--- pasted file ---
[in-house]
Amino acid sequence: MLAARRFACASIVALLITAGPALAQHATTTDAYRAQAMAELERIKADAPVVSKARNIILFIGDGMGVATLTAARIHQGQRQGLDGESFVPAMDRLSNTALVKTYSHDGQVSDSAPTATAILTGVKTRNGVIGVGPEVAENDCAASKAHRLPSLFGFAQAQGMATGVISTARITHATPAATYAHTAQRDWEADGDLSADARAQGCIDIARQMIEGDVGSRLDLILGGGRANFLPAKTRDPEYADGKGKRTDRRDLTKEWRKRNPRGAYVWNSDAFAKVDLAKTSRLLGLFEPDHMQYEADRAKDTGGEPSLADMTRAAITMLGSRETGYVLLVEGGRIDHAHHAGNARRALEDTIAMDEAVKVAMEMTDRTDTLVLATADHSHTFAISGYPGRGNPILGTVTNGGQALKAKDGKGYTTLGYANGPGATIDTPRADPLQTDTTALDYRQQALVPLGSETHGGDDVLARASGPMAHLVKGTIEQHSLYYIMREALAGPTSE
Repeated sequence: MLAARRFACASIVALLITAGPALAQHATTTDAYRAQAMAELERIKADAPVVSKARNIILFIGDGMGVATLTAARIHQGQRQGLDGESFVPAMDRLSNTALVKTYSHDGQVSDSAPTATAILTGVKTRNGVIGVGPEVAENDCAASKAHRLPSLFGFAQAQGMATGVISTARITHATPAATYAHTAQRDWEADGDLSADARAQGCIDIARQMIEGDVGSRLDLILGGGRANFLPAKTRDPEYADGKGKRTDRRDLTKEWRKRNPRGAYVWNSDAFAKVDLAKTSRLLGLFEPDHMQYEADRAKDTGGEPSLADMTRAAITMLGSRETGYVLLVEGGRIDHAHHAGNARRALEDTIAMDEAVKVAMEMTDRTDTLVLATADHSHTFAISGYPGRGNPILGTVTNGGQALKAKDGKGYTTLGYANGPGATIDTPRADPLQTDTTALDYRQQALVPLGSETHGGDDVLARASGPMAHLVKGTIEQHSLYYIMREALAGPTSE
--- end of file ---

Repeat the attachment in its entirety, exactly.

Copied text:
[in-house]
Amino acid sequence: MLAARRFACASIVALLITAGPALAQHATTTDAYRAQAMAELERIKADAPVVSKARNIILFIGDGMGVATLTAARIHQGQRQGLDGESFVPAMDRLSNTALVKTYSHDGQVSDSAPTATAILTGVKTRNGVIGVGPEVAENDCAASKAHRLPSLFGFAQAQGMATGVISTARITHATPAATYAHTAQRDWEADGDLSADARAQGCIDIARQMIEGDVGSRLDLILGGGRANFLPAKTRDPEYADGKGKRTDRRDLTKEWRKRNPRGAYVWNSDAFAKVDLAKTSRLLGLFEPDHMQYEADRAKDTGGEPSLADMTRAAITMLGSRETGYVLLVEGGRIDHAHHAGNARRALEDTIAMDEAVKVAMEMTDRTDTLVLATADHSHTFAISGYPGRGNPILGTVTNGGQALKAKDGKGYTTLGYANGPGATIDTPRADPLQTDTTALDYRQQALVPLGSETHGGDDVLARASGPMAHLVKGTIEQHSLYYIMREALAGPTSE
Repeated sequence: MLAARRFACASIVALLITAGPALAQHATTTDAYRAQAMAELERIKADAPVVSKARNIILFIGDGMGVATLTAARIHQGQRQGLDGESFVPAMDRLSNTALVKTYSHDGQVSDSAPTATAILTGVKTRNGVIGVGPEVAENDCAASKAHRLPSLFGFAQAQGMATGVISTARITHATPAATYAHTAQRDWEADGDLSADARAQGCIDIARQMIEGDVGSRLDLILGGGRANFLPAKTRDPEYADGKGKRTDRRDLTKEWRKRNPRGAYVWNSDAFAKVDLAKTSRLLGLFEPDHMQYEADRAKDTGGEPSLADMTRAAITMLGSRETGYVLLVEGGRIDHAHHAGNARRALEDTIAMDEAVKVAMEMTDRTDTLVLATADHSHTFAISGYPGRGNPILGTVTNGGQALKAKDGKGYTTLGYANGPGATIDTPRADPLQTDTTALDYRQQALVPLGSETHGGDDVLARASGPMAHLVKGTIEQHSLYYIMREALAGPTSE